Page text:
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Tampa Bay never found an offensive spark

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By Nancy Marrapese-Burrell
Globe Staff / May 20, 2011

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TAMPA — Tuesday night in Game 2, the Lightning couldn’t prevent goals. Last night, in Game 3, they couldn’t score any.

Goaltender Dwayne Roloson, who was yanked after two periods in Game 2 because he was under siege, was expected to rebound strongly, and for the most part he did.

But a breakdown in front of Roloson led to the first goal at 1:09 of the opening period when he was beaten by Bruins center David Krejci. His only other lapse was at 8:12 of the third when defenseman Andrew Ference blasted a shot from the left point through a screen. In between, Roloson (23 saves) was terrific. But Bruins netminder Tim Thomas was better. In fact, he was perfect (31 saves).

All of Tampa Bay’s top guns — most notably Vincent Lecavalier, Martin St. Louis, and Steve Stamkos — were neutralized. The trio did combine for 11 shots. Tampa Bay went from being up, 1-0, in the best-of-seven Eastern Conference finals to being down, 2-1, with Game 4 tomorrow afternoon. It was the first back-to-back losses for the Lightning since the opening-round series against Pittsburgh, when they dropped Games 3 and 4.

“I felt we played a pretty good first period,’’ said Lecavalier, who had five shots, second only to Teddy Purcell’s team-high six. “It was a pretty even game. We made one little mistake on that [Krejci] goal and it cost us. We needed to support each other a lot more on the ice during the game. We got [31] shots but the quality of them wasn’t maybe as good as the previous games. They played us well.’’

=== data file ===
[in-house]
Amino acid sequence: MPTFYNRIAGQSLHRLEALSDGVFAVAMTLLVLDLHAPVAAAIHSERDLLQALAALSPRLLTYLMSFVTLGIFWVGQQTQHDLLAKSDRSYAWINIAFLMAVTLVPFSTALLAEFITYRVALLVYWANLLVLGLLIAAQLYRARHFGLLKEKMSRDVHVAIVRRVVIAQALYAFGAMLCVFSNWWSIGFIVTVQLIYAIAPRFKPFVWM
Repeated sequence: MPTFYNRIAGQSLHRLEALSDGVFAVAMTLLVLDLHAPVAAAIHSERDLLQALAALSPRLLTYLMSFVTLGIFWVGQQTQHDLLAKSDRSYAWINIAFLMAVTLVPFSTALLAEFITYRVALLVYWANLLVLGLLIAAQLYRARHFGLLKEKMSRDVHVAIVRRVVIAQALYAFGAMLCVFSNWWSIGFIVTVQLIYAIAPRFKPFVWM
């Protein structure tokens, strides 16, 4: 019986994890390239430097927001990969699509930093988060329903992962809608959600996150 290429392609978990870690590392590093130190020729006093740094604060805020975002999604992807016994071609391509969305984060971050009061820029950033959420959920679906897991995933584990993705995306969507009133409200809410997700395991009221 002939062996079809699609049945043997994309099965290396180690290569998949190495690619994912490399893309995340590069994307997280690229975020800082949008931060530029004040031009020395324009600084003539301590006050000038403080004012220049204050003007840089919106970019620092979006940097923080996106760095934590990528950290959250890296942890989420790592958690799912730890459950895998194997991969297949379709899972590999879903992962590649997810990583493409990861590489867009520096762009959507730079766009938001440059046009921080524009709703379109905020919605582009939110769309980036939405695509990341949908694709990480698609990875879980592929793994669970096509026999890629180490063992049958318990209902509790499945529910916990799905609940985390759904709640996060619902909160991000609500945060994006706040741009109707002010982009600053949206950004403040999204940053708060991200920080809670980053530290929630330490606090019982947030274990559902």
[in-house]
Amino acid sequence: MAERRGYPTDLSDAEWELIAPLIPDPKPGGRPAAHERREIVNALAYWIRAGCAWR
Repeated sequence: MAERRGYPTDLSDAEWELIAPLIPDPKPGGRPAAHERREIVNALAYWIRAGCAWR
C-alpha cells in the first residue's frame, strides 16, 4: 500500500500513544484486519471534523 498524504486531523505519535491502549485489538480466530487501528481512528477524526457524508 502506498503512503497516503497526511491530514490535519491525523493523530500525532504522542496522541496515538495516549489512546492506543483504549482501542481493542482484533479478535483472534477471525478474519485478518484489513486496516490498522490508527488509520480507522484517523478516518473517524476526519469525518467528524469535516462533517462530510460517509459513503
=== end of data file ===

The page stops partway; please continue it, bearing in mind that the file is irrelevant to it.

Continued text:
Defensively, the Bruins weren’t doing anything particularly different to disrupt the Lightning. They just did a better job playing their system than the Lightning did.

“They are being disciplined to play their system,’’ said Lecavalier. “Offensively, the support is maybe the most important thing. If we’re all far from each other, we get two on one a lot and nothing happens from that. We’ve got to move on, it’s going to be a long series. We’ve got to bounce back here next game and play the way we know how to play. We were better defensively, but offensively we weren’t as sharp. To be close to each other and then to attack the net, we weren’t as good as we were the previous two games.’’

With Patrice Bergeron returning from a concussion, the Bruins had even more in their arsenal, and Lecavalier said that made a difference, too.

“He played great,’’ Lecavalier said. “He’s great on the draws and he plays hard. He’s one of the best. He’s an all-around player. He played well for them. Especially when you come back from a concussion like that, he came back and played a strong game.’’

Lecavalier said as good as Thomas was, they need to be better in front of him.

“I don’t think we attacked it as much as the first two games,’’ he said. “We’ve got to give him credit, he still stopped 31 shots. They played a patient game but we could’ve done a little bit more.’’

Coach Guy Boucher expects the rest of the series to be tight with the team that makes the fewest costly mistakes coming out on top. Obviously, last night, it was the Bruins who made fewer errors.

“It was down to who was going to make that one lethal mistake and we made it early,’’ said Boucher.

Offensively, Boucher said his team had opportunities, but couldn’t cash in.

“Some of them could’ve gone in, their goaltender played outstanding,’’ he said. “Obviously, he gets a shutout but their players played well, too, a lot of boxing out. It was obviously a much tighter game, which means it’s going to be a low-scoring game so you’re looking for those opportunities and things you normally do. Everybody was fighting so much harder defensively that there wasn’t many holes there. They know we’re tight defensively and we know they’re tight defensively. I think both teams are back to what they normally do.’’

Nancy Marrapese-Burrell can be reached at marrapese@globe.com.

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